Saturday, March 21, 2009

Will Scott Boras Redefine the MLB Draft?

Over the years, mega agent Scott Boras has become one of the most hated men in baseball. He is viewed as a money hungry villain, who will do almost anything to get his clients the richest contract he can get his hands on. Boras has repeatedly redefined the limitations of free agency by continually getting his guys gigantic contracts that most fans did not believe were humanly possible. Even after some missteps over the past few seasons (A-Rod, Manny), Boras still remains one of the best agents in baseball. There is a reason why players clamor for his services.

It now appears as though Boras is setting his sights on the MLB draft. Boras will be representing RHP Stephen Strasburg, who many believe is not only the best prospect in 2009, but one of the best prospects in a long time. Strasburg has been completely dominant this season by striking out 74 hitters in just 34 innings this season at San Diego State. Needless to say, this guy is dominant and flat out filthy.

So how is Boras trying to take advantage of this situation? By asking for a ton of money of course! As the legendary Peter Gammons writes,
"...some club officials think that if Washington takes San Diego State pitcher Stephen Strasburg with the first overall pick, Boras will ask for Daisuke Matsuzaka money (six years, approximately $50M) or take him to Japan for a year, a threat that may scare Stan Kasten into selecting a lesser prospect."
Let's digest that for a second. Even though Strasburg is dominant, he is still just a amateur player. There is no guarantee that he will be able to parlay his success in the college ranks into the bigs. Strasburg has no history in the bigs, yet Boras is still looking for a big league contract in excess of what many quality pitchers, who have pitched years in the big leagues, ever come close to getting. The idea that Strasburg will get a contract of that size before ever throwing a pitch in the majors is crazy.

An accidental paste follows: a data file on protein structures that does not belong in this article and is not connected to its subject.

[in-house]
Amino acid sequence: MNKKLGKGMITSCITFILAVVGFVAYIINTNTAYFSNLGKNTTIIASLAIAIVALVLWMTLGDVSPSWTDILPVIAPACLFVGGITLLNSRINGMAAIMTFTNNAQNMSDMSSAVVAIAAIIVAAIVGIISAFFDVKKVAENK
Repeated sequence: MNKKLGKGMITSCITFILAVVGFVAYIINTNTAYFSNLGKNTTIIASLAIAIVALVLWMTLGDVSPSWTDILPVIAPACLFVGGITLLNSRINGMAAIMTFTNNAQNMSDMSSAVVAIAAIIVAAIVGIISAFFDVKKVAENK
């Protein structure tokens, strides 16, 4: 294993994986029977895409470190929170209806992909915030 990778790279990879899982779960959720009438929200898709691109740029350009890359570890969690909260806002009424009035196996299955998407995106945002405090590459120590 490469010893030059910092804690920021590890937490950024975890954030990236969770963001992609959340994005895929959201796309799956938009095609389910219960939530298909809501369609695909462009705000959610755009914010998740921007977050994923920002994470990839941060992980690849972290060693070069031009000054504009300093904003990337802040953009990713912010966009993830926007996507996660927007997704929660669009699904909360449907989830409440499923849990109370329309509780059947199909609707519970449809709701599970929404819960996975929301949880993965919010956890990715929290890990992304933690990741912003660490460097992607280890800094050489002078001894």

And folks, keep in mind, the MLB draft is structured around a slotting system. Teams are supposed to try and stay within the slot that MLB recommends, but in years past, the slotting system has been overtaken by teams willing to go well above slot to ensure that a player signs. However, no player has come close to the type of contract that Boras is trying to get for Strasburg.

It will be interesting to see if any team actually meets Boras's demands for Strasburg. Because this contract is the first of its kind, I'm sure the negotiations will be long, drawn out, and very complex. Here's why:

On one side we would have Boras, who believes that he has the best prospect to come out of college in years, and possibly generations. He will try to set a high precedent for future clients and draft picks with this deal. In the process, Boras could destroy the slotting system (or what's left of it) as we know it.

But then on the other side, we have prospective teams (probably the Nationals). Strasburg is by far the best prospect on the board and there is no doubt that they would love to have him on board. But, prospective teams need to protect themselves. By my knowledge, no prospect has gotten more than $10.5 million dollars guaranteed (Mark Prior) from the MLB draft, so obviously there is no fiscal way that any team can justify paying Strasburg $40-$50 million guaranteed...or at least I hope.

I can see a prospective team guaranteeing Strasburg a bonus somewhere in the $10-$15 million dollar range, then followed by a wide range of incentives that could increase the value of the contract based on his performance. This way, both Boras and the team get what they want, while compromising with the other side.

But I'll admit it, I hate the way the MLB draft system is operated right now. The slot system has proven to be ineffective and if teams have to pass on Strasburg because of contract concerns, then MLB really needs to step up and try to institute a hard line slotting system that is far to both the team and player. It's only a matter of time before the system goes under for good.

And finally, if any team ponies up to Boras and his "alleged demands" for Strasburg, then whoever made the decision needs to have their head checked out.

1 comment:

Unknown said...

Best way to deal with Boras is to pass. In the long run it isn't worth it. Maybe they can pass him down 5-10 spots so the teams 5-10 can decide if they want the hassle.

Otherwise, pick him, offer what's fair with no further negotiation.

No amateur is worth half of what Boras is promoting... just because the Yanks and the Sox blow money doesn't mean everyone else has to.